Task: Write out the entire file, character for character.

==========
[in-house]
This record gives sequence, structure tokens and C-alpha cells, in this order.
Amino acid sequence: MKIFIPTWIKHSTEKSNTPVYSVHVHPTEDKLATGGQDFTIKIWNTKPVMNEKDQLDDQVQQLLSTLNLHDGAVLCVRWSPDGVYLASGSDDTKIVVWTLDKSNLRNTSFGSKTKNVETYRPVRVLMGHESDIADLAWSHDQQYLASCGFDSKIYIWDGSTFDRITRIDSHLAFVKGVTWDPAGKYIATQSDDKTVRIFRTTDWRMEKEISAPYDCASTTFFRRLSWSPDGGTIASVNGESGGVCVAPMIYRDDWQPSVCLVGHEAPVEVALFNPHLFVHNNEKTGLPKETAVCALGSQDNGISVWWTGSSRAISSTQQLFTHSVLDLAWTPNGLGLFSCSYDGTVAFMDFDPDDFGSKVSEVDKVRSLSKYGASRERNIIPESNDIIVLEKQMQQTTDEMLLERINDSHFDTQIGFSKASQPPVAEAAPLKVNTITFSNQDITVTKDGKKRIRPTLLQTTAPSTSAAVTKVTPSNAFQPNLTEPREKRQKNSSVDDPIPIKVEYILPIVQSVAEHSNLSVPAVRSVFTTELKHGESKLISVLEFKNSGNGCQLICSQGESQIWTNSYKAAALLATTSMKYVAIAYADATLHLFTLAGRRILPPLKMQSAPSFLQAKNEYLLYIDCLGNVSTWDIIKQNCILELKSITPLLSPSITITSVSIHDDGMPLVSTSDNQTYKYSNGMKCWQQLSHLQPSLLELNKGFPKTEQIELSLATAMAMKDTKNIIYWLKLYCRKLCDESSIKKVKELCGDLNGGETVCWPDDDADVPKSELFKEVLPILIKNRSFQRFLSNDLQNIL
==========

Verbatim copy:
[in-house]
This record gives sequence, structure tokens and C-alpha cells, in this order.
Amino acid sequence: MKIFIPTWIKHSTEKSNTPVYSVHVHPTEDKLATGGQDFTIKIWNTKPVMNEKDQLDDQVQQLLSTLNLHDGAVLCVRWSPDGVYLASGSDDTKIVVWTLDKSNLRNTSFGSKTKNVETYRPVRVLMGHESDIADLAWSHDQQYLASCGFDSKIYIWDGSTFDRITRIDSHLAFVKGVTWDPAGKYIATQSDDKTVRIFRTTDWRMEKEISAPYDCASTTFFRRLSWSPDGGTIASVNGESGGVCVAPMIYRDDWQPSVCLVGHEAPVEVALFNPHLFVHNNEKTGLPKETAVCALGSQDNGISVWWTGSSRAISSTQQLFTHSVLDLAWTPNGLGLFSCSYDGTVAFMDFDPDDFGSKVSEVDKVRSLSKYGASRERNIIPESNDIIVLEKQMQQTTDEMLLERINDSHFDTQIGFSKASQPPVAEAAPLKVNTITFSNQDITVTKDGKKRIRPTLLQTTAPSTSAAVTKVTPSNAFQPNLTEPREKRQKNSSVDDPIPIKVEYILPIVQSVAEHSNLSVPAVRSVFTTELKHGESKLISVLEFKNSGNGCQLICSQGESQIWTNSYKAAALLATTSMKYVAIAYADATLHLFTLAGRRILPPLKMQSAPSFLQAKNEYLLYIDCLGNVSTWDIIKQNCILELKSITPLLSPSITITSVSIHDDGMPLVSTSDNQTYKYSNGMKCWQQLSHLQPSLLELNKGFPKTEQIELSLATAMAMKDTKNIIYWLKLYCRKLCDESSIKKVKELCGDLNGGETVCWPDDDADVPKSELFKEVLPILIKNRSFQRFLSNDLQNIL